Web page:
Eventually after making one turnaround (because we saw that we were now back in a familiar part of town that we had been to earlier), we finally found this place that Julie just happened to notice had a Chinese person inside it. This must be it! It was called Bazar Cazorla, and we quickly found an awkward spot to park alongside the road.
Julie then went in and happened to converse with the proprietor in Mandarin Chinese! I’m sure Julie was glad about this because her Spanish was worse than mine, and I wasn’t confident about explaining the need for duct tape in this circumstance. And so by 2:50pm, we had finished doing a makeshift duct-tape job on the mirror so it wasn’t dangling anymore.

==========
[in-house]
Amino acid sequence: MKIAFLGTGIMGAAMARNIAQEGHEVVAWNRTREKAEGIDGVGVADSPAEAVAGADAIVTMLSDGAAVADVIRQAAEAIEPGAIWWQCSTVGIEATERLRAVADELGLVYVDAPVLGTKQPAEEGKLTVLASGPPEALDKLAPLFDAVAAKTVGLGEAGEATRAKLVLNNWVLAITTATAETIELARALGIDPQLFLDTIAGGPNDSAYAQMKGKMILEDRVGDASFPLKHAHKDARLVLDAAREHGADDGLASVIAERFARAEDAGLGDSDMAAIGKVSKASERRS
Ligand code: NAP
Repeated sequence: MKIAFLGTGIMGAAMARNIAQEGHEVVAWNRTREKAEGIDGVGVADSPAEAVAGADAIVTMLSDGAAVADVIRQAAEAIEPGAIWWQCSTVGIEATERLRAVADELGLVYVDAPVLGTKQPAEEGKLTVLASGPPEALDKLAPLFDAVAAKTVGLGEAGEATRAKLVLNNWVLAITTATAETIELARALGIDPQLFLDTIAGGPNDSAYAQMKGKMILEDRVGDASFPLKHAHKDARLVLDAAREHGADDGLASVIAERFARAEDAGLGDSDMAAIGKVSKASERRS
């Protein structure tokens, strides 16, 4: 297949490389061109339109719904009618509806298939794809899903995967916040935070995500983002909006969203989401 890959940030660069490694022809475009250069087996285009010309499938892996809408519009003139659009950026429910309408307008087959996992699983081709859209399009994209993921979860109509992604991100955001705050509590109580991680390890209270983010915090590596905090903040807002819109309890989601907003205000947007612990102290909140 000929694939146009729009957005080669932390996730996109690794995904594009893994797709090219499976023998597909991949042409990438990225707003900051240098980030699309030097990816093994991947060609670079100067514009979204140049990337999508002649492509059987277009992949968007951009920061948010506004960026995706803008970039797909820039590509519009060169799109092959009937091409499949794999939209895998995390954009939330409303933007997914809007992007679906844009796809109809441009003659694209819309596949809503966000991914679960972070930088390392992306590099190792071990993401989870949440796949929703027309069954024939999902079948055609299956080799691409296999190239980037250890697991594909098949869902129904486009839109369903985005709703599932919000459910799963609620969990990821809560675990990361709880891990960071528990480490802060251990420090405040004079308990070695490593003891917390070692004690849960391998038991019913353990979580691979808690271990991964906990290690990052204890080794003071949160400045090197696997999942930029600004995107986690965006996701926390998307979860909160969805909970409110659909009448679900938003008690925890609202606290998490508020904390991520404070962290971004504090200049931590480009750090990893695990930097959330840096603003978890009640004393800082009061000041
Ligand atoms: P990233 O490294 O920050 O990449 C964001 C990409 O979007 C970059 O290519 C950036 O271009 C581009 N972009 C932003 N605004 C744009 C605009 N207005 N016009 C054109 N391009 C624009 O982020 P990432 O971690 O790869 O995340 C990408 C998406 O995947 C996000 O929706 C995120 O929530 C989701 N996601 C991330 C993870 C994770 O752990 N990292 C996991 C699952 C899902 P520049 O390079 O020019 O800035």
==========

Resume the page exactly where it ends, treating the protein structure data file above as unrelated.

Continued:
Finally, we could at least move, and we were momentarily relieved about what we thought was a wasted lunch at the cafe turned out to be an unexpected help in terms of him helping us to get to the Chinese place, which was still open during siesta hours! Julie did say this place was busy while everyone else was closed, so I guess there was something to be said about the hard work she (the Chinese proprietress) was putting in.
Next, we drove further up Cazorla and La Iruela and into the mountains. The roads were narrow to about 1.5 lanes or so, but the roads were paved and in good shape. However, the signs for Cascada de Linarejos wasn’t well signed. There was even a part where there was a fork at a sharp left turn, where the GPS didn’t tell me whether to take the first right (going higher up the mountain) or second right.